News / Economy

UN: 'Land Grab' Deals Hurt Local Farmers

This photo from Oct. 10, 2012, shows the wheat farm of Ethiopian farmer Bedlu Mamo, in Ethiopia’s Amhara region. Farmers in the Gambella region have been pushed off their land to make way for companies from China, India and Saudi Arabia that are exporting the harvest back to the home country.
This photo from Oct. 10, 2012, shows the wheat farm of Ethiopian farmer Bedlu Mamo, in Ethiopia’s Amhara region. Farmers in the Gambella region have been pushed off their land to make way for companies from China, India and Saudi Arabia that are exporting the harvest back to the home country.
Controversial farmland deals in developing countries can have a negative impact on the people who live on the land, according to a new U.N. report.

While investment in agriculture is essential to help developing countries reduce hunger and poverty, the U.N. Food and Agriculture Organization says these large-scale "land grabs" don't always help.

The surging global demand for food, fodder and fuel crops is driving a land rush in parts of the developing world.

Investors are pouring money into large-scale farmland leases in Africa, Asia, former Soviet countries and elsewhere.

'Daylight robbery'

The Gambella region of Ethiopia is home to many such leases. It is also home to some of the last best farmland on Earth.

The Ethiopian government says it has leased more than 225,000 hectares to foreign investors, who have put more than $2 billion into the deals.

Ethiopian officials say this is just the kind of agricultural development the country needs to modernize farming, improve food production and provide jobs.

Obang Metho, who grew up in Gambella, sees it differently.

“I am not anti-investment," he says. "But I am anti-daylight robbery. What is going on in Africa is robbery.”

Metho heads the Solidarity Movement for a New Ethiopia, an activist group based in Washington. He says farmers in Gambella have been pushed off their land to make way for companies from China, India and Saudi Arabia that are exporting the harvest back to the home country.

Human Rights Watch estimates that 42 percent of the land in the region is leased or on offer.

Hungry nation

Metho says that’s a serious problem for a country like Ethiopia, with hunger problems of its own.

“If they have land to give to the Indians, or the Arabs, the Chinese, the Saudis to come," he asks, "why did Ethiopia not use this land to feed the Ethiopian people?”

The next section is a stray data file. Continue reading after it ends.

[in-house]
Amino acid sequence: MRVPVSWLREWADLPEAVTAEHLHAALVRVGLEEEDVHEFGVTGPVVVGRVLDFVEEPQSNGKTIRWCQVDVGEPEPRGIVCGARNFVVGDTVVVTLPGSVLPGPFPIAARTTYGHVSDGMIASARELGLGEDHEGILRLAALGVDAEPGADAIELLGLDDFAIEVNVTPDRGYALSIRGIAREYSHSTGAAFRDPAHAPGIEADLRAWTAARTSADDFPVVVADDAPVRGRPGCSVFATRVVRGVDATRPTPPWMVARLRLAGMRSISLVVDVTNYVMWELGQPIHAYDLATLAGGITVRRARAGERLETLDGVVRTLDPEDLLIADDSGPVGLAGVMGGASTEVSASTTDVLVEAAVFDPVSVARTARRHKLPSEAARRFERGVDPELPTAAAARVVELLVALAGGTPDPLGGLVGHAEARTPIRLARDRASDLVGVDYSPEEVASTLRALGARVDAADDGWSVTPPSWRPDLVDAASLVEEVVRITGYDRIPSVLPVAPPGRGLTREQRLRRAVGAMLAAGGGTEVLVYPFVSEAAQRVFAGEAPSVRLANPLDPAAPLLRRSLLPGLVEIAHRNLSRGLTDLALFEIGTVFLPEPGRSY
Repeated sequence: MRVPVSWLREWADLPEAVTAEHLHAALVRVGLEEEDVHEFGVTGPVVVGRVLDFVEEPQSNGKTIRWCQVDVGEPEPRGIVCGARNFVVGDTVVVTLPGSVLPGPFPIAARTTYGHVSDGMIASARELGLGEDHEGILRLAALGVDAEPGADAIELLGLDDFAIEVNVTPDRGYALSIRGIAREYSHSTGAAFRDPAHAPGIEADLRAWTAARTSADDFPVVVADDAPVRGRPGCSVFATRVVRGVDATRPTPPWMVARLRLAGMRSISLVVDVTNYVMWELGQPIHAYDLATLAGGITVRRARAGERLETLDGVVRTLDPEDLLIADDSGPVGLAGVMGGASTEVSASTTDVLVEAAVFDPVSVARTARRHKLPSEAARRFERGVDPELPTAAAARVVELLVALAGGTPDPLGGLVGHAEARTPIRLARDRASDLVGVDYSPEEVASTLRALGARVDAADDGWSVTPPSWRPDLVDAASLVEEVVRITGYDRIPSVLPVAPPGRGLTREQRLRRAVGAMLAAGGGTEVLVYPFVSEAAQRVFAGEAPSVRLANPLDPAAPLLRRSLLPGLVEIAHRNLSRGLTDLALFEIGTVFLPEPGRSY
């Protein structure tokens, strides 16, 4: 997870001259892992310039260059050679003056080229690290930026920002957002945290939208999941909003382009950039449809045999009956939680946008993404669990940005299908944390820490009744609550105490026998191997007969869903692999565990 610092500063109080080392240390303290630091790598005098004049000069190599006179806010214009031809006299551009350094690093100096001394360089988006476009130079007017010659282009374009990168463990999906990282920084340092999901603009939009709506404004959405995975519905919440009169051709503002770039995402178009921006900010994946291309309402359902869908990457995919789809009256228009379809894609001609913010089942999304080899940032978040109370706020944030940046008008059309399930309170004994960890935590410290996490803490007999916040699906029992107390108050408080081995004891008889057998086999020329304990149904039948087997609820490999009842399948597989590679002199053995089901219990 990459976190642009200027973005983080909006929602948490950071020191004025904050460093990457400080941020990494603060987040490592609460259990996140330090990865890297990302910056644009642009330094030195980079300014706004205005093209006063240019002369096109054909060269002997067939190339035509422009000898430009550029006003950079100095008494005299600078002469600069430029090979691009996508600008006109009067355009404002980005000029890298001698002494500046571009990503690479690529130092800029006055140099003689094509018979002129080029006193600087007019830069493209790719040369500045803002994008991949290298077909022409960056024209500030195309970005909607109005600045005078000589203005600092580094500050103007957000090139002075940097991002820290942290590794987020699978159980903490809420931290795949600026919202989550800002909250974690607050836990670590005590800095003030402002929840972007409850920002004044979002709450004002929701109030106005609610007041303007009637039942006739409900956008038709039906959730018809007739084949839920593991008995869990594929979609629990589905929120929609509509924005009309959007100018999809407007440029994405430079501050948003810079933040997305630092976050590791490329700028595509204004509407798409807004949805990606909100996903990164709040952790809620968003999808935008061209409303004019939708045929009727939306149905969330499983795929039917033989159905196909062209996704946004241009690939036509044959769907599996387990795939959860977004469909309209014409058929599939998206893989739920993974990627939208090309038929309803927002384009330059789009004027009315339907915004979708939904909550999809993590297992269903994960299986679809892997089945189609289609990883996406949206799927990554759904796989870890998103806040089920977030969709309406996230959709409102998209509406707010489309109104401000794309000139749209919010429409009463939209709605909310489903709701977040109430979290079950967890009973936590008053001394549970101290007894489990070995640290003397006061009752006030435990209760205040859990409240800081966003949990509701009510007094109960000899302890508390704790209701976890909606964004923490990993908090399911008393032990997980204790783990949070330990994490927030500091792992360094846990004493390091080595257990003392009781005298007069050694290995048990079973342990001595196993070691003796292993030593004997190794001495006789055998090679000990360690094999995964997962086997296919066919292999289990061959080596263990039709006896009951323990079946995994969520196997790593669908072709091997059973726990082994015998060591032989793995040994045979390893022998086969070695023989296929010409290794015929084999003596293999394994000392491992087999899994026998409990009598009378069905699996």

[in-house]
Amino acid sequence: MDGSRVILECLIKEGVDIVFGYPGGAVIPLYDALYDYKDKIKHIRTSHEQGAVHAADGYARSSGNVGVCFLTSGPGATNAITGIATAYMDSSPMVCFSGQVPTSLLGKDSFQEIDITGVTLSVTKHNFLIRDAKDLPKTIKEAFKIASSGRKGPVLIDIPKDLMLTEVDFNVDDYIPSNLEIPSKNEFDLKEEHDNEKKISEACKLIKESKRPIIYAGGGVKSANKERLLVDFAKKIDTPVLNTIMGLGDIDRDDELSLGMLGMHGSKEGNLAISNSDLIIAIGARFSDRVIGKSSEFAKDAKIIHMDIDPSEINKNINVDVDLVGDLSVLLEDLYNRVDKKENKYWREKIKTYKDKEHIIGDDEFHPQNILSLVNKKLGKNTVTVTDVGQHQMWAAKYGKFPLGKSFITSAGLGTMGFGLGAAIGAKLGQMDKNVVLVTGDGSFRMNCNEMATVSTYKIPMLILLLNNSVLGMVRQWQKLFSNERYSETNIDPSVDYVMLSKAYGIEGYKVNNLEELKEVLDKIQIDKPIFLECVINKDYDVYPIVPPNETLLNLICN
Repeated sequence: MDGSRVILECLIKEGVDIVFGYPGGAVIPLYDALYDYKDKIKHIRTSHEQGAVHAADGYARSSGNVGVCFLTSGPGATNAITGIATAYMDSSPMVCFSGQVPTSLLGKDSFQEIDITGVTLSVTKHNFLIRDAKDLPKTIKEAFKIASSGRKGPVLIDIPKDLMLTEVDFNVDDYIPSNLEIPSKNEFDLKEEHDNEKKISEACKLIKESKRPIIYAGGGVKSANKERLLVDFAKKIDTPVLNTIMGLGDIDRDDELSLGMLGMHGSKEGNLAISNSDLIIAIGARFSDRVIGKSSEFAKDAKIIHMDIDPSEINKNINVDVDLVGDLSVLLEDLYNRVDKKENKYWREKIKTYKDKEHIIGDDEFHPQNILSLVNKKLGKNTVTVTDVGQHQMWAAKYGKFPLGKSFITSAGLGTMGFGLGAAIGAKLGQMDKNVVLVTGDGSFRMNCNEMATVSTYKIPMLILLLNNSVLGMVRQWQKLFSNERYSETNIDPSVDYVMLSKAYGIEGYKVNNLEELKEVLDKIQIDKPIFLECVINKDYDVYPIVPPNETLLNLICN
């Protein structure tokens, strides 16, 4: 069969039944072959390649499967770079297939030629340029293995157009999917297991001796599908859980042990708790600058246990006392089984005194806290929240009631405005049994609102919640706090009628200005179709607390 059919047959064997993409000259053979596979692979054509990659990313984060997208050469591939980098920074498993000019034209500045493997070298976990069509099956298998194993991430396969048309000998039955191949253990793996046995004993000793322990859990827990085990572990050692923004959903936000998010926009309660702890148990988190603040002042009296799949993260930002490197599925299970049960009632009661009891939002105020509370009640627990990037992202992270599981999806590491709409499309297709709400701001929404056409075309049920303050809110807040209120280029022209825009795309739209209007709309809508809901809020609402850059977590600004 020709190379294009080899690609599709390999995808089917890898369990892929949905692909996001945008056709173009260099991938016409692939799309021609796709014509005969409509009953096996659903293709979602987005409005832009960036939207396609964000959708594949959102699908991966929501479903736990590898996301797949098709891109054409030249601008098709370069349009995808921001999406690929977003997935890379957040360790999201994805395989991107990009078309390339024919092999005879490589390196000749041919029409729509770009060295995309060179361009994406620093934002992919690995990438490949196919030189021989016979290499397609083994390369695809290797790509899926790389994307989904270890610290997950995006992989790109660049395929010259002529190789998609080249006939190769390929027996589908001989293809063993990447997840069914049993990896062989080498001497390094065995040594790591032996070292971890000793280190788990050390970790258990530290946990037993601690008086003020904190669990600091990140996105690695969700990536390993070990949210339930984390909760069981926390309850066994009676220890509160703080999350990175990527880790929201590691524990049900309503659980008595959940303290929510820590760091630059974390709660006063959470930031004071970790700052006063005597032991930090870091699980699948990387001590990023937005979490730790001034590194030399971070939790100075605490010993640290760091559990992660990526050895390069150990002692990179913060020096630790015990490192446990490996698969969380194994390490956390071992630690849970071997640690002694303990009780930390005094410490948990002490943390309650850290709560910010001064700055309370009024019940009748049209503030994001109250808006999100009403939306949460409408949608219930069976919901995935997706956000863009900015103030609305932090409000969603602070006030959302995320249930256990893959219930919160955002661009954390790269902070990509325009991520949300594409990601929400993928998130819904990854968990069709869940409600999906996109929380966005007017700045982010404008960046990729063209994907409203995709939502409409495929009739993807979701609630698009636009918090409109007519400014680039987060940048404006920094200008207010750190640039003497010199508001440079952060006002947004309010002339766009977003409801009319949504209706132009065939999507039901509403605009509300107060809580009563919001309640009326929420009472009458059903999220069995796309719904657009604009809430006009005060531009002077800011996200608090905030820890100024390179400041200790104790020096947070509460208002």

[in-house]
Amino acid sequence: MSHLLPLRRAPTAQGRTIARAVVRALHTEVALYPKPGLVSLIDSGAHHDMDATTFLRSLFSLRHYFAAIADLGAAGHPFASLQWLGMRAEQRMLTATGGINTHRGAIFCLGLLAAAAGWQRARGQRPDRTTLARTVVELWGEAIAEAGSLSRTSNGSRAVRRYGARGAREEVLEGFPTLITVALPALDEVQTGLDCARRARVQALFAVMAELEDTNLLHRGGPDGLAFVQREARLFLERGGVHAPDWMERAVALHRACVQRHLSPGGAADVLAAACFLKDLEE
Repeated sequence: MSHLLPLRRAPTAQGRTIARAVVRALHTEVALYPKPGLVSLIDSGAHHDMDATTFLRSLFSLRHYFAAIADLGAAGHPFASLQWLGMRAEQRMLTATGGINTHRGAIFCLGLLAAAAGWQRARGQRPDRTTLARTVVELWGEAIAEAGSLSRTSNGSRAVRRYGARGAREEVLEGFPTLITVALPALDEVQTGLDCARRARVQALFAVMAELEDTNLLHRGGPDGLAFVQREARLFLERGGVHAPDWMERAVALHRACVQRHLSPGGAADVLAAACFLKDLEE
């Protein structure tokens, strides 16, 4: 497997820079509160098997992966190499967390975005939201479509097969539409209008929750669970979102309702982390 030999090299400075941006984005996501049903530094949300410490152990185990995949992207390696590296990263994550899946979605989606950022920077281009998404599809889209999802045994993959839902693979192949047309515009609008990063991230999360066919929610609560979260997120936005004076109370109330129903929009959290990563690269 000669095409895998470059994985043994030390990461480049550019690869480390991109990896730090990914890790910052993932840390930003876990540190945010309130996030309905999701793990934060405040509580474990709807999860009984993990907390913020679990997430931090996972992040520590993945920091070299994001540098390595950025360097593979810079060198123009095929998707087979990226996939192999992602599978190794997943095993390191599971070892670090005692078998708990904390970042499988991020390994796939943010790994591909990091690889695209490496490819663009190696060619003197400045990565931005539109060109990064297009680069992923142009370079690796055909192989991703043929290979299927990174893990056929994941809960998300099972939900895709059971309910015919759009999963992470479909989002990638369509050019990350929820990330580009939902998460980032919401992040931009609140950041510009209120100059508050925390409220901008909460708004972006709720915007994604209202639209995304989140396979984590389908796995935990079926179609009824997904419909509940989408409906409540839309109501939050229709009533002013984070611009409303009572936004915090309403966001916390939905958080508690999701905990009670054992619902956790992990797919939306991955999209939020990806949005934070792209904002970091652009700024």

Ethiopia’s Washington embassy says it's not displacing small-holder farmers, and that it takes great care not to infringe on the rights of local people.

But large-scale land deals in developing countries have become more common in recent years as global food commodity prices have spiked. Critics call them “land grabs.”

“'Land grab' is sort-of a controversial term, but I think it’s accurate in this case,” says Michael Kugelman, lead editor of "The Global Farms Race," a new book on agricultural investments and food security.

Search for farmland

He says food-importing countries are looking for farmland abroad to limit their exposure to volatile global markets.

“These food importing countries also lack the land and the water at home to do the farming themselves," he says. "So they’re going abroad to countries that are very willing to host them.”

Data are sketchy, but estimates of land leased are in the tens of millions of hectares worldwide.

Outcomes have been mixed, says Jomo Kwame Sundaram, economic and social development chief at the FAO.

The organization's new report highlights the need for investments in agriculture in the countries hosting these land deals. But Sundaram says land deals may not always be the best way to do it.  

“Land acquisisions are one of the most difficult type of investments to produce the types of desirable outcomes that we have in mind, like food security, local economic development, etcetera,” he says.

Countries get better results from public-sector investments in research and infrastructure, for example.

Pocketing the proceeds

Michael Kugelman says the food security and economic development benefits promised to the people of the host countries have not materialized. But he says many of the governments have benefitted.

“A lot of the governments in the countries hosting the deals are corrupt, they’re not very democratic, and they’re happy just to pocket some of the proceeds from these investments.”

And some of these deals are sparking conflict.

Protesters overthrew the government of Madagascar in 2009 in part because of a land deal that would have leased half the country's arable land to a South Korean firm. The new government canceled the deal.

Responsible investment

International organizations, including the FAO and the World Bank among others, have developed voluntary guidelines for responsible land investment to try to promote more equitable investment.

The FAO’s Jomo Sundaram says the investor community wants the guidelines, too.

“There is quite a bit of demand by the private sector for those guidelines that will help them to protect their own investments,” he says.

But Obang Metho from the Solidarity Movement for a New Ethiopia doubts that voluntary guidelines will change the behavior of corrupt and autocratic governments.

“As long as the regime doesn’t respect the rights of their people, nothing will work,” he says.